Today, he came across as honest, composed, contrite.  He seemed open about his professional relationship with Dr. Anthony Galea and the TWoods Masters NCprescription drugs he had used, he expressed his concern about the media attention to his wife and children without scolding the photographers who take their pictures, and he smartly refused to take the bait when asked to speculate about why such-and-such thing happened.

He even committed some news, in matter-of-factly confirming prior injuries that weren’t quite public knowledge, which some day may lead to even more wonderment about what he achieved on the course given that he was playing hurt.

If you want to teach somebody how to deal with the news media successfully, today’s news conference and last month’s interviews are great examples: of what works, and what doesn’t.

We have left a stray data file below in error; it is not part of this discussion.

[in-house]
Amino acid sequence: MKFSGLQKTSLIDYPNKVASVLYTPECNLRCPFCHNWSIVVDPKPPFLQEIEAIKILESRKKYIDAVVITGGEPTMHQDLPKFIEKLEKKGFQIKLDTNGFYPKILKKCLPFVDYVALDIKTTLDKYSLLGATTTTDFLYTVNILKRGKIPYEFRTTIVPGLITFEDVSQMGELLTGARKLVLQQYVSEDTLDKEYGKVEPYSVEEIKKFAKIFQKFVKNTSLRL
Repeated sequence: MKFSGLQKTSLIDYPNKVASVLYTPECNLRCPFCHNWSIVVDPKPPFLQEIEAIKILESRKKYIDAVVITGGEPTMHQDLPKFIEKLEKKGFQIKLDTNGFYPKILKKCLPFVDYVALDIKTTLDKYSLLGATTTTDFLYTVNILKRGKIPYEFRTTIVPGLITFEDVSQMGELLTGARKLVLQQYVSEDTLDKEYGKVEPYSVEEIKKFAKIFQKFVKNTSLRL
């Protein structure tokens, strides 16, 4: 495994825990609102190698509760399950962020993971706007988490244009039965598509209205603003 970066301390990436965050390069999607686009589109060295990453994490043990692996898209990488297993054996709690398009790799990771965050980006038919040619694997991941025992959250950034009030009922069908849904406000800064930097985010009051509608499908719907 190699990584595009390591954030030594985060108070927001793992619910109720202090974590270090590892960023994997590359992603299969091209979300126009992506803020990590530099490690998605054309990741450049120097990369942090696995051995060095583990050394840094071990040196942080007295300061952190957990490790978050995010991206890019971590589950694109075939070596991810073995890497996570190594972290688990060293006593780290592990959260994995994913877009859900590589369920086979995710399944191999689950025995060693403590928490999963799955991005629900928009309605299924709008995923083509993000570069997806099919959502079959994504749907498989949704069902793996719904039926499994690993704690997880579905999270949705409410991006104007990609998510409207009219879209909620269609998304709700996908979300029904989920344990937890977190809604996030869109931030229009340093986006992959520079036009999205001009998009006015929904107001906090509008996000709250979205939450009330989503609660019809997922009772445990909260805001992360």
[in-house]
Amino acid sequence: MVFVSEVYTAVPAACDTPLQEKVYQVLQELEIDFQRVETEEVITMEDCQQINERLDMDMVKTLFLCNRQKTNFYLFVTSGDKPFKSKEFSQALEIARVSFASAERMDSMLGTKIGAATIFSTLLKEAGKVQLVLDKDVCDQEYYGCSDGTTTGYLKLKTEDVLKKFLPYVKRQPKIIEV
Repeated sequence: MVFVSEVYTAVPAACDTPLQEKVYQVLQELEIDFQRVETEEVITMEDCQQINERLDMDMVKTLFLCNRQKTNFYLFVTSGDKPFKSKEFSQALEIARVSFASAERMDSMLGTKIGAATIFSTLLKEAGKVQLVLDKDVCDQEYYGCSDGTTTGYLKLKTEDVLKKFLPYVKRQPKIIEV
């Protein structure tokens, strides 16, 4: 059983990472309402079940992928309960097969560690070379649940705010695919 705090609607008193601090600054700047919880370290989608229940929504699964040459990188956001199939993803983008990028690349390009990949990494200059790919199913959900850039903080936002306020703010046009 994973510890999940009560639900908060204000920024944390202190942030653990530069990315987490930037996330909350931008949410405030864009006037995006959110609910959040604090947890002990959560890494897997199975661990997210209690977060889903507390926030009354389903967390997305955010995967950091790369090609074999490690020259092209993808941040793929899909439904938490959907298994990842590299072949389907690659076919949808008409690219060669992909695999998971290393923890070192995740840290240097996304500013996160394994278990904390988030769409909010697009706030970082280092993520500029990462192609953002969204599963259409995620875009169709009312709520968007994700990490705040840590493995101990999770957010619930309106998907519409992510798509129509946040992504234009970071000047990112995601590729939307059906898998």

The “no information” interview

sham (sham) n. [prob. < a N.Eng. dial. var. of shame] 1. formerly, a trick or fraud  2. a) an imitation that is meant to deceive; counterfeit  b) a hypocritical action, deceptive appearance, etc. (The Tiger Woods interviews on ESPN and Golf Channel were a sham)

It only took seeing the first few seconds of The Golf Channel’s interview to realize something was screwy:

You don’t do a serious interview standing up, in front of what looks like a projected woodlands background, wearing a golf cap; the interviewer raced through questions without seeming to hear the answers; when you’re asked to explain what happened, you can’t just refer the world to the police report!

First of all, in this case, it’s not all in the police report.